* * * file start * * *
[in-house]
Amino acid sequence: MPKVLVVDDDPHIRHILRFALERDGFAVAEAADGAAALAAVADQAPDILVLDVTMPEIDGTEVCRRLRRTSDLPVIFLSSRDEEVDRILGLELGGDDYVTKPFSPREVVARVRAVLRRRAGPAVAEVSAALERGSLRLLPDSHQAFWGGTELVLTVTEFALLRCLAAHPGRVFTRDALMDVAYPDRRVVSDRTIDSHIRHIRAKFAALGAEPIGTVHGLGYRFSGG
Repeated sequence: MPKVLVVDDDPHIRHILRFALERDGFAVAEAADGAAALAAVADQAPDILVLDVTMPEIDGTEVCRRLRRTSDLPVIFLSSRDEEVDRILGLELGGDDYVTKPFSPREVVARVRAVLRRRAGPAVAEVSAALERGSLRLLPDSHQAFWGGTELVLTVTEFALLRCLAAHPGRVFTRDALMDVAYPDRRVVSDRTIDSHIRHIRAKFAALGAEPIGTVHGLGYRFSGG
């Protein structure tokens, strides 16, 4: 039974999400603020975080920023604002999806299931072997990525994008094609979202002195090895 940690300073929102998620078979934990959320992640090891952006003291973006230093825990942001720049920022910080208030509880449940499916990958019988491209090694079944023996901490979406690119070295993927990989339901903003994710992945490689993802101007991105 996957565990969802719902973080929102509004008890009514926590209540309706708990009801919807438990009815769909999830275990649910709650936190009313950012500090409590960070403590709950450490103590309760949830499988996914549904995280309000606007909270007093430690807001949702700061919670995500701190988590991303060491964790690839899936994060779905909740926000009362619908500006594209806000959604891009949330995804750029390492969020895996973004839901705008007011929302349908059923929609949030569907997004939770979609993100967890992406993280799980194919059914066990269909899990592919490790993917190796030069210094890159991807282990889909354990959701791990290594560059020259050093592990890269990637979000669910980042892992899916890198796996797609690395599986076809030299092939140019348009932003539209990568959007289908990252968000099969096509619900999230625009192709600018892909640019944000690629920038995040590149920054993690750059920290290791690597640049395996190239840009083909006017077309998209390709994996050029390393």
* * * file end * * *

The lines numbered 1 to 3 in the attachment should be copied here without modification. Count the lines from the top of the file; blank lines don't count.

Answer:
[in-house]
Amino acid sequence: MPKVLVVDDDPHIRHILRFALERDGFAVAEAADGAAALAAVADQAPDILVLDVTMPEIDGTEVCRRLRRTSDLPVIFLSSRDEEVDRILGLELGGDDYVTKPFSPREVVARVRAVLRRRAGPAVAEVSAALERGSLRLLPDSHQAFWGGTELVLTVTEFALLRCLAAHPGRVFTRDALMDVAYPDRRVVSDRTIDSHIRHIRAKFAALGAEPIGTVHGLGYRFSGG
Repeated sequence: MPKVLVVDDDPHIRHILRFALERDGFAVAEAADGAAALAAVADQAPDILVLDVTMPEIDGTEVCRRLRRTSDLPVIFLSSRDEEVDRILGLELGGDDYVTKPFSPREVVARVRAVLRRRAGPAVAEVSAALERGSLRLLPDSHQAFWGGTELVLTVTEFALLRCLAAHPGRVFTRDALMDVAYPDRRVVSDRTIDSHIRHIRAKFAALGAEPIGTVHGLGYRFSGG